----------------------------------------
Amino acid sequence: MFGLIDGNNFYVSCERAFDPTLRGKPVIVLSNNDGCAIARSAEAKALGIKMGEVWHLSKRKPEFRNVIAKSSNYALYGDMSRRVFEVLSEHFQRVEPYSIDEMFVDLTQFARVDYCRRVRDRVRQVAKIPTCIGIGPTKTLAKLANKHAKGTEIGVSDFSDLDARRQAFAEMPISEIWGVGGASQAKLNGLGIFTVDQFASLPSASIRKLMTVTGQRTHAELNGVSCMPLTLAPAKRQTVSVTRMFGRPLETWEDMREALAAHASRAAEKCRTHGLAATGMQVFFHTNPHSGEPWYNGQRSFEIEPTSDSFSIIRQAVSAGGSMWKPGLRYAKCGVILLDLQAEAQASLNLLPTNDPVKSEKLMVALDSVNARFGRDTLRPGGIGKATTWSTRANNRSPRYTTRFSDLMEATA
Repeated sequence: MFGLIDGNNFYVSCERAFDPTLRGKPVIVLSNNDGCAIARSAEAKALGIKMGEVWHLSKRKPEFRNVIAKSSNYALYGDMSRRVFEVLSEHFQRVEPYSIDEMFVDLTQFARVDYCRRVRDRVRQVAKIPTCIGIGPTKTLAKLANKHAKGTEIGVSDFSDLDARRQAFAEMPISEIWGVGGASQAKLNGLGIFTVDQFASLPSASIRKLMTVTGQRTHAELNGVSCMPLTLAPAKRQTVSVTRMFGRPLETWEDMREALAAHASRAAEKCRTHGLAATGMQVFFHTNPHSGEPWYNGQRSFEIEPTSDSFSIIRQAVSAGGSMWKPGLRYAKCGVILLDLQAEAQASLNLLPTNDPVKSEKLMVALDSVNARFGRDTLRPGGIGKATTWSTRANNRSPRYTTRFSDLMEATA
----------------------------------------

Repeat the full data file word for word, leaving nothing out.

Amino acid sequence: MFGLIDGNNFYVSCERAFDPTLRGKPVIVLSNNDGCAIARSAEAKALGIKMGEVWHLSKRKPEFRNVIAKSSNYALYGDMSRRVFEVLSEHFQRVEPYSIDEMFVDLTQFARVDYCRRVRDRVRQVAKIPTCIGIGPTKTLAKLANKHAKGTEIGVSDFSDLDARRQAFAEMPISEIWGVGGASQAKLNGLGIFTVDQFASLPSASIRKLMTVTGQRTHAELNGVSCMPLTLAPAKRQTVSVTRMFGRPLETWEDMREALAAHASRAAEKCRTHGLAATGMQVFFHTNPHSGEPWYNGQRSFEIEPTSDSFSIIRQAVSAGGSMWKPGLRYAKCGVILLDLQAEAQASLNLLPTNDPVKSEKLMVALDSVNARFGRDTLRPGGIGKATTWSTRANNRSPRYTTRFSDLMEATA
Repeated sequence: MFGLIDGNNFYVSCERAFDPTLRGKPVIVLSNNDGCAIARSAEAKALGIKMGEVWHLSKRKPEFRNVIAKSSNYALYGDMSRRVFEVLSEHFQRVEPYSIDEMFVDLTQFARVDYCRRVRDRVRQVAKIPTCIGIGPTKTLAKLANKHAKGTEIGVSDFSDLDARRQAFAEMPISEIWGVGGASQAKLNGLGIFTVDQFASLPSASIRKLMTVTGQRTHAELNGVSCMPLTLAPAKRQTVSVTRMFGRPLETWEDMREALAAHASRAAEKCRTHGLAATGMQVFFHTNPHSGEPWYNGQRSFEIEPTSDSFSIIRQAVSAGGSMWKPGLRYAKCGVILLDLQAEAQASLNLLPTNDPVKSEKLMVALDSVNARFGRDTLRPGGIGKATTWSTRANNRSPRYTTRFSDLMEATA